Mar. 24—NEW DELHI — Low-fare airline SpiceJet is open to selling more shares to reduce its liabilities, chairman and managing director Ajay Singh said.
"We are flexible. We will talk to our partners and see what it is they prefer to do. But, irrespective, we need to deleverage our balance sheet to have the space to grow, and that's what we are trying to do," Singh said in response to a query at the CAPA India Aviation Summit.
At the end of the December quarter, when it posted a four-fold jump in net profit to INR106.8 crore thanks to robust demand and higher fares, the Gurugram-based airline had liabilities of around INR14,000 crore.
The carrier has been in talks with lessors, investors and lenders in India and abroad for renegotiating contracts, raising funds, and restructuring. The airline has convinced Carlyle Aviation, its largest lessor from which it has leased 13 aircraft, to convert $100 million of outstanding dues into a 7.5% equity and $65.5 million worth of compulsorily convertible debentures in the cargo unit.
"The cargo entity (SpiceXpress) will start operating as a separate entity from 1 April. We have a bunch of people to whom SpiceJet owed money to. Because, of course, during covid, airlines had these assets for which they had to pay leases and were not paid. So, all this liability built up. So, we used this cargo unit to help us pay those by getting some creditors to convert into equity in the unit," Singh said.
According to Singh, apart from the impact of covid, the grounding of the Boeing Max fleet in March 2019 after two fatal crashes involving the aircraft type was a bigger disaster and derailed SpiceJet.
"This was a bigger disaster than covid for us, and we are still on the path to recovery as a consequence of that. When the first aircraft crashed, we were told that, look, it must have been a pilot error, and while the matter was still being investigated, the second crash had happened. At that point, we were told that it was a 15-day affair. It is a small fix, and we will be flying again from 1 April (2019). We never imagined that that could take more than two years," Singh said.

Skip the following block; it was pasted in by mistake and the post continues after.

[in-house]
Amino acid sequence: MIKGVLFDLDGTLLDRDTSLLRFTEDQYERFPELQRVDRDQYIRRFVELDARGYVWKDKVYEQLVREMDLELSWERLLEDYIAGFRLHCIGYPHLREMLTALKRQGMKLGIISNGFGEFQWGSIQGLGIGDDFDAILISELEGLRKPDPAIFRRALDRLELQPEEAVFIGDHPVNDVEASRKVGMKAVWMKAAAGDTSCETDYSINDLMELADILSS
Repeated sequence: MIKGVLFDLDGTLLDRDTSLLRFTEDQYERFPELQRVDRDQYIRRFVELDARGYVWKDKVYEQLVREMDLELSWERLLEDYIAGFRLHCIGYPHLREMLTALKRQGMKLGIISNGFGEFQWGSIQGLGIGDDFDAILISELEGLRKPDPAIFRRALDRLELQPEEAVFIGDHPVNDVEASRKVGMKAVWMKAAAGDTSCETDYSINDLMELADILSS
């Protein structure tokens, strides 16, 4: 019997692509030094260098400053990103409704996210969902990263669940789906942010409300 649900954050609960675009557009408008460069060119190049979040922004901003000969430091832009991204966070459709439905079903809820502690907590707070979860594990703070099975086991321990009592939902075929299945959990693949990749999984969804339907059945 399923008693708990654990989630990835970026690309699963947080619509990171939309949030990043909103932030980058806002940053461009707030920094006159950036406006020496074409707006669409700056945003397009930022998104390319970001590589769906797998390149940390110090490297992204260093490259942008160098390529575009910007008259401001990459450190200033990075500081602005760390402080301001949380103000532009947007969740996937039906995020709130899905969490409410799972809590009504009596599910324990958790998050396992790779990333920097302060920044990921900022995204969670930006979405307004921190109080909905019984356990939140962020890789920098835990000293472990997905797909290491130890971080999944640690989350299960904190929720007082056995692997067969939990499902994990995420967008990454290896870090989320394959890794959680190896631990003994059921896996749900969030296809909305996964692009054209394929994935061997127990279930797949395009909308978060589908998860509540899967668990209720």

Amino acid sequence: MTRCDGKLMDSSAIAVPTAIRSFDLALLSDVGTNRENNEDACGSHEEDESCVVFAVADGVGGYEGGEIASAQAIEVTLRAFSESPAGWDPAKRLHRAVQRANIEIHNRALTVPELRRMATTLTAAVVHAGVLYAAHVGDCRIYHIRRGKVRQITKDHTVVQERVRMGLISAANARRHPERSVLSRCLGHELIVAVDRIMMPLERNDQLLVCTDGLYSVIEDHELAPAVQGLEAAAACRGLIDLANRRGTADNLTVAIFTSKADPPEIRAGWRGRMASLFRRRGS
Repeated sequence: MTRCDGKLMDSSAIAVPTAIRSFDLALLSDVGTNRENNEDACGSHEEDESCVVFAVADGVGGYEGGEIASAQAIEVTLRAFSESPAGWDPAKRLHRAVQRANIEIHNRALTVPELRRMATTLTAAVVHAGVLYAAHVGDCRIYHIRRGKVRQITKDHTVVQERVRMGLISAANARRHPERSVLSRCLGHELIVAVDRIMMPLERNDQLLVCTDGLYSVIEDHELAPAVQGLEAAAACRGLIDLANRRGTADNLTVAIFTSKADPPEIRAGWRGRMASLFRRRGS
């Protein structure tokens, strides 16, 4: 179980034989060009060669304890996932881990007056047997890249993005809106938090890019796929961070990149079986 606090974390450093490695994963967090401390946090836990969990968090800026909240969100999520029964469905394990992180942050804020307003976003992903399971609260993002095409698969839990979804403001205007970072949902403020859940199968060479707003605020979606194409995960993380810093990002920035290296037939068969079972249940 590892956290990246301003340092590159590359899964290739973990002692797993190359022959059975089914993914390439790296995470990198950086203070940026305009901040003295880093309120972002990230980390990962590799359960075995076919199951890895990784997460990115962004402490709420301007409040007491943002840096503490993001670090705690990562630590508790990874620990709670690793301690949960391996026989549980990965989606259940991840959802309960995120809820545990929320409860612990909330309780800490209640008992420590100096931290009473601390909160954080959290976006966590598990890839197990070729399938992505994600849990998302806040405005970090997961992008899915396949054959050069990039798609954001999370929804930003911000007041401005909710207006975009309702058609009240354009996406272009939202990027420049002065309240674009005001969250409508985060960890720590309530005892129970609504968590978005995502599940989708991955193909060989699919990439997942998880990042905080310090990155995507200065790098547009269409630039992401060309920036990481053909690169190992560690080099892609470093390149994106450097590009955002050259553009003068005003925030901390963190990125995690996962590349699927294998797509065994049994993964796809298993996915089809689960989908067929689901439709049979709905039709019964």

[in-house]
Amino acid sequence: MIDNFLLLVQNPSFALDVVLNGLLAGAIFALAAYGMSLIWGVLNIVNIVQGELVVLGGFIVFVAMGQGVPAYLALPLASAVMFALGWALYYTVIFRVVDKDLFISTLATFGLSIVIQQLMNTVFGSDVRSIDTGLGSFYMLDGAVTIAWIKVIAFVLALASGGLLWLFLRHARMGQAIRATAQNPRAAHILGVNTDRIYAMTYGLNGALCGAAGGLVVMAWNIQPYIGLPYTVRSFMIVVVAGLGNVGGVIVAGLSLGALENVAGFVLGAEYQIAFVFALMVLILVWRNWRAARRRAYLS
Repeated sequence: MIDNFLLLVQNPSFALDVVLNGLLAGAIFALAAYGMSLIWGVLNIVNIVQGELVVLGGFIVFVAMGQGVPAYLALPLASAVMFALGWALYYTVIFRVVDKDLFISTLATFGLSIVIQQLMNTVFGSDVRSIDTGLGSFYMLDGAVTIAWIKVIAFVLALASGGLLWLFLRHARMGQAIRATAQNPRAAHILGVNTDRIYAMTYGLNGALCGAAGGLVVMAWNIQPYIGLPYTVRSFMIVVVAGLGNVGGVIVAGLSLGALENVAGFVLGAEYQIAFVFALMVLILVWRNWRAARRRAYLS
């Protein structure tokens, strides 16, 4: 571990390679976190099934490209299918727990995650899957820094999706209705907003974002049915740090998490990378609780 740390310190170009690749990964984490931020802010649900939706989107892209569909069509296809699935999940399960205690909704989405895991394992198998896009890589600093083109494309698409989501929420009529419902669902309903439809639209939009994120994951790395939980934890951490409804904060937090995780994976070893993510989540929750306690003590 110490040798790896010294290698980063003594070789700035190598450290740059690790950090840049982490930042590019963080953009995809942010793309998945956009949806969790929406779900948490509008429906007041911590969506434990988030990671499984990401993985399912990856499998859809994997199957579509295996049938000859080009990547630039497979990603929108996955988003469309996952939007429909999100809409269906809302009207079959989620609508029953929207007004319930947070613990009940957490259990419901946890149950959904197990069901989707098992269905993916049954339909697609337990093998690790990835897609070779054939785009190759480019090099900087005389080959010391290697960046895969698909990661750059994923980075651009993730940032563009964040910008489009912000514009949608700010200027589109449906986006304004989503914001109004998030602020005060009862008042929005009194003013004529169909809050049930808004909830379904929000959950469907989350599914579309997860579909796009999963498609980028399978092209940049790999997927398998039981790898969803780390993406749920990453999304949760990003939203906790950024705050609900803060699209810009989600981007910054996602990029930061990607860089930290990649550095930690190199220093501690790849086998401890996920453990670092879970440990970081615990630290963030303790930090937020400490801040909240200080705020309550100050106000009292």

The airline had placed a firm order of 155 Boeing 737 Max aircraft in January 2017, with options to buy another 55. Currently, its total fleet of 65 planes has only 12 Max planes, as the airline faces difficulties in accessing funds to take delivery of new aircraft, two people aware of the development said.
In 2019, the airline's fleet expansion was aided by the induction of 35 aircraft from Jet Airways, which ceased operations in April 2019. While these aircraft often suffered technical snags, Singh believes this was key to helping SpiceJet get access to good slots at all major airports of India.
"If I had to do the Jet Airways thing all over again, I would do it 100%," Singh said.
However, he admitted that, in retrospect, the airline could have been better funded ahead of 2020. In January 2020, SpiceJet's domestic market share was at 16.6%, with a fleet size of 119. This fell to 7.3% in January 2023 with a fleet size of 65 jets; however, only 35 of its planes are currently operational.
"It is in the DNA of SpiceJet. We just refuse to die. During covid, we were the weaker airline. IndiGo had its reserves. Air India had the government of India, GoAir had the backing of Britannia and Wadias. We chose not to shut down and die," Singh said, adding that the airline aggressively pushed its cargo business during the pandemic. As part of its plan to raise funds to finance growth plans, the company board had also sought shareholders' approval in February 2023 to raise fresh capital of up to INR2,500 crore or $301.9 million through an issue of securities to qualified institutional buyers.
"You will see a vastly different balance sheet over the next two quarters. We want to operationalize what is on the ground. We will get a significant number of dedicated cargo aircraft over the next few months," he said.
"All of this was helped by tailwinds of demand. Demand is tremendous. I think there is still some way to go. You could still increase fares. There is no tapering in sight. Perhaps it is time when these 1.3 billion people are waking up and saying, let's travel," he added.
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